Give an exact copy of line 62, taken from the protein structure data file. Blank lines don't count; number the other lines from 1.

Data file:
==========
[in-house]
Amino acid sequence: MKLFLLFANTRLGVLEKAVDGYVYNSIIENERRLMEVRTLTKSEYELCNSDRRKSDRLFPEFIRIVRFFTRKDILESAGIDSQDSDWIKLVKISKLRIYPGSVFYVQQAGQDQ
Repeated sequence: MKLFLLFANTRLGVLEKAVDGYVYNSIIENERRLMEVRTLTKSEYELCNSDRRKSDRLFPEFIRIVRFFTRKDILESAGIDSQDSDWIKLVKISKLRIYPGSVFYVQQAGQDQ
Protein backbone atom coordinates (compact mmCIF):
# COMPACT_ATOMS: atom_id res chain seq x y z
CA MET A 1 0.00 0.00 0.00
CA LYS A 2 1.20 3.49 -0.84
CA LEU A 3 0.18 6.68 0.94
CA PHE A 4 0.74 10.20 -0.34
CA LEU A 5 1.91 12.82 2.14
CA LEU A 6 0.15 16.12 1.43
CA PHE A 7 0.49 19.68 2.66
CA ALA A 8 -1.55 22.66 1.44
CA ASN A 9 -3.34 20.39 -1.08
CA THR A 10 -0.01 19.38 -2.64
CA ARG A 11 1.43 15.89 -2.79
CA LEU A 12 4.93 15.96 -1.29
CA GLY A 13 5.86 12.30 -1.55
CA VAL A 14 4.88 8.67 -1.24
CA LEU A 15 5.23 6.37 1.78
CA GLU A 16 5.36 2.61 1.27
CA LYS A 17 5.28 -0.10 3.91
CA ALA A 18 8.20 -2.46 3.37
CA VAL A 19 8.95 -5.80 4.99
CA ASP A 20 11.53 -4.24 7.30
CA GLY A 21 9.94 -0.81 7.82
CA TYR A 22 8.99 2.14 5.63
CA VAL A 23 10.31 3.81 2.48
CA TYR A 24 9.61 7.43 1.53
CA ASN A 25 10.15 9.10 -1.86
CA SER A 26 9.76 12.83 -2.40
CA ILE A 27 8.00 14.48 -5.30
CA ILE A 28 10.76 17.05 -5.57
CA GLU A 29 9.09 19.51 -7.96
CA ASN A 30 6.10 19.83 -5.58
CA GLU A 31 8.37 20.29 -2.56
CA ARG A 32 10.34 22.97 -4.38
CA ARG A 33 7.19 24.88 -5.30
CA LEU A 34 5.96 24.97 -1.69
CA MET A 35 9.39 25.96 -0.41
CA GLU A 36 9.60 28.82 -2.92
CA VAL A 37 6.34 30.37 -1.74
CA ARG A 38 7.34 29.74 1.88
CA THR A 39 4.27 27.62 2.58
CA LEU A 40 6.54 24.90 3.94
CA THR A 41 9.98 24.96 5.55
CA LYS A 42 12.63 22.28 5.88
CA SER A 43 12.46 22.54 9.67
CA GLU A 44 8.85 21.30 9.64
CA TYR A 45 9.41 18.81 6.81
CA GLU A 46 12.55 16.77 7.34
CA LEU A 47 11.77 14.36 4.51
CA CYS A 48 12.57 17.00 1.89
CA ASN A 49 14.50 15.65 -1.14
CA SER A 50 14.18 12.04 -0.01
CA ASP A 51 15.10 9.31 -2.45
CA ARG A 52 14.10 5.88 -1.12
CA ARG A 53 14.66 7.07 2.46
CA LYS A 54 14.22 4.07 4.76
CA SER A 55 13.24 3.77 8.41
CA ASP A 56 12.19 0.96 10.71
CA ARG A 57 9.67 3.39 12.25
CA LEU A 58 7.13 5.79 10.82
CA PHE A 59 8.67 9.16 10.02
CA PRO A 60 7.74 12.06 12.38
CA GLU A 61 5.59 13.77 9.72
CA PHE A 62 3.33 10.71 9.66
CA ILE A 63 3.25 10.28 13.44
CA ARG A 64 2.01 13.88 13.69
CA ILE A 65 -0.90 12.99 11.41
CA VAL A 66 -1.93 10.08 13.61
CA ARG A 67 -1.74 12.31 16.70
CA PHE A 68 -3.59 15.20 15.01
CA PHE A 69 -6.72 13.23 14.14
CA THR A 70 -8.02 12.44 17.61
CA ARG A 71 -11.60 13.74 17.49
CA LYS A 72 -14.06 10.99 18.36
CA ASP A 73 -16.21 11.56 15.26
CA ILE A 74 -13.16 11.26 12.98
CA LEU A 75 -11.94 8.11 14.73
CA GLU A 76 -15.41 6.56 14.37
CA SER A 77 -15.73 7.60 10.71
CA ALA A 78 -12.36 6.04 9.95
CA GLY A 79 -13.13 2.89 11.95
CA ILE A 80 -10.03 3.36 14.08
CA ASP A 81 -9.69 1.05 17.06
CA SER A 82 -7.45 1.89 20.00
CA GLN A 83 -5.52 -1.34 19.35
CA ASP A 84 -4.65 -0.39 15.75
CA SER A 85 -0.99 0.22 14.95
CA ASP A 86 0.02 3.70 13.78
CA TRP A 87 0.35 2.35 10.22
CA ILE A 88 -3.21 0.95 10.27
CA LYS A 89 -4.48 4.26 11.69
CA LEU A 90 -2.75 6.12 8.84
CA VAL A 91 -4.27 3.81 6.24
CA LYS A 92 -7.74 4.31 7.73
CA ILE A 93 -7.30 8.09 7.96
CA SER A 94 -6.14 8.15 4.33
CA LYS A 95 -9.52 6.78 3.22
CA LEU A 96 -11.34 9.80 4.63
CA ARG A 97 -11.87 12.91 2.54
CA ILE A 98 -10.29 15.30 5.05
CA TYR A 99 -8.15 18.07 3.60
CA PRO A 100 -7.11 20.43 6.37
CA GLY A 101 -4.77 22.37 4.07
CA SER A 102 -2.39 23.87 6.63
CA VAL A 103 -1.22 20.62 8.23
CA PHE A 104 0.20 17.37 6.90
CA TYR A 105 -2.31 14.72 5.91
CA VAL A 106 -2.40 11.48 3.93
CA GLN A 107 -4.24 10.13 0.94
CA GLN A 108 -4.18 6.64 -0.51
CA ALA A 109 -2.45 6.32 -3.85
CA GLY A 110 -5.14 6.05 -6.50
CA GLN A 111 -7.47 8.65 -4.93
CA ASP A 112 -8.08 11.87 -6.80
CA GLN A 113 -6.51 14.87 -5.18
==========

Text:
CA ARG A 57 9.67 3.39 12.25